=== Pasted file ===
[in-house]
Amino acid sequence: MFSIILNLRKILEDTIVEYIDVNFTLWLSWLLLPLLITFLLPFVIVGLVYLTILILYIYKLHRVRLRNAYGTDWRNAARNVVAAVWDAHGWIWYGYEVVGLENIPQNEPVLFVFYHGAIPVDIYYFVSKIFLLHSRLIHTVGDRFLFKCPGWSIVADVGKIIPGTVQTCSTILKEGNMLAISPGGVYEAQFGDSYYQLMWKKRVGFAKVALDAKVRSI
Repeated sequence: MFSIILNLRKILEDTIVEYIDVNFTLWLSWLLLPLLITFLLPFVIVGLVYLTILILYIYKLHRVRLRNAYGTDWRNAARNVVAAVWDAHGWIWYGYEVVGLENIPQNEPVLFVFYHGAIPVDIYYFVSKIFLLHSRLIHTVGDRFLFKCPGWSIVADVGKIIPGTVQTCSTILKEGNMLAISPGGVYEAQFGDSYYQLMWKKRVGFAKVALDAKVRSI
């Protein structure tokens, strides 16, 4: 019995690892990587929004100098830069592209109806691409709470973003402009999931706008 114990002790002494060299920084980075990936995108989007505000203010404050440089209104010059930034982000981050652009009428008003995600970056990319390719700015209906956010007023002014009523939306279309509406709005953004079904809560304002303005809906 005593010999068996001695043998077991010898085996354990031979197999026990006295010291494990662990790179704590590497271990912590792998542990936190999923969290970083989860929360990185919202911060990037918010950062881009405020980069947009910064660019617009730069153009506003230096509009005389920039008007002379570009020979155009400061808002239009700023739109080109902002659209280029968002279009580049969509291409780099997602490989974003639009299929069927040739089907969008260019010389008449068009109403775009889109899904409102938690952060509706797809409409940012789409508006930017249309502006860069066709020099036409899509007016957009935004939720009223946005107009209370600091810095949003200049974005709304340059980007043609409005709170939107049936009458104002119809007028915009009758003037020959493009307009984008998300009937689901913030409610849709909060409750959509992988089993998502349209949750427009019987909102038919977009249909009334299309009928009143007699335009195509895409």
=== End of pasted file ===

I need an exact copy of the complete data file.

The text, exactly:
[in-house]
Amino acid sequence: MFSIILNLRKILEDTIVEYIDVNFTLWLSWLLLPLLITFLLPFVIVGLVYLTILILYIYKLHRVRLRNAYGTDWRNAARNVVAAVWDAHGWIWYGYEVVGLENIPQNEPVLFVFYHGAIPVDIYYFVSKIFLLHSRLIHTVGDRFLFKCPGWSIVADVGKIIPGTVQTCSTILKEGNMLAISPGGVYEAQFGDSYYQLMWKKRVGFAKVALDAKVRSI
Repeated sequence: MFSIILNLRKILEDTIVEYIDVNFTLWLSWLLLPLLITFLLPFVIVGLVYLTILILYIYKLHRVRLRNAYGTDWRNAARNVVAAVWDAHGWIWYGYEVVGLENIPQNEPVLFVFYHGAIPVDIYYFVSKIFLLHSRLIHTVGDRFLFKCPGWSIVADVGKIIPGTVQTCSTILKEGNMLAISPGGVYEAQFGDSYYQLMWKKRVGFAKVALDAKVRSI
């Protein structure tokens, strides 16, 4: 019995690892990587929004100098830069592209109806691409709470973003402009999931706008 114990002790002494060299920084980075990936995108989007505000203010404050440089209104010059930034982000981050652009009428008003995600970056990319390719700015209906956010007023002014009523939306279309509406709005953004079904809560304002303005809906 005593010999068996001695043998077991010898085996354990031979197999026990006295010291494990662990790179704590590497271990912590792998542990936190999923969290970083989860929360990185919202911060990037918010950062881009405020980069947009910064660019617009730069153009506003230096509009005389920039008007002379570009020979155009400061808002239009700023739109080109902002659209280029968002279009580049969509291409780099997602490989974003639009299929069927040739089907969008260019010389008449068009109403775009889109899904409102938690952060509706797809409409940012789409508006930017249309502006860069066709020099036409899509007016957009935004939720009223946005107009209370600091810095949003200049974005709304340059980007043609409005709170939107049936009458104002119809007028915009009758003037020959493009307009984008998300009937689901913030409610849709909060409750959509992988089993998502349209949750427009019987909102038919977009249909009334299309009928009143007699335009195509895409």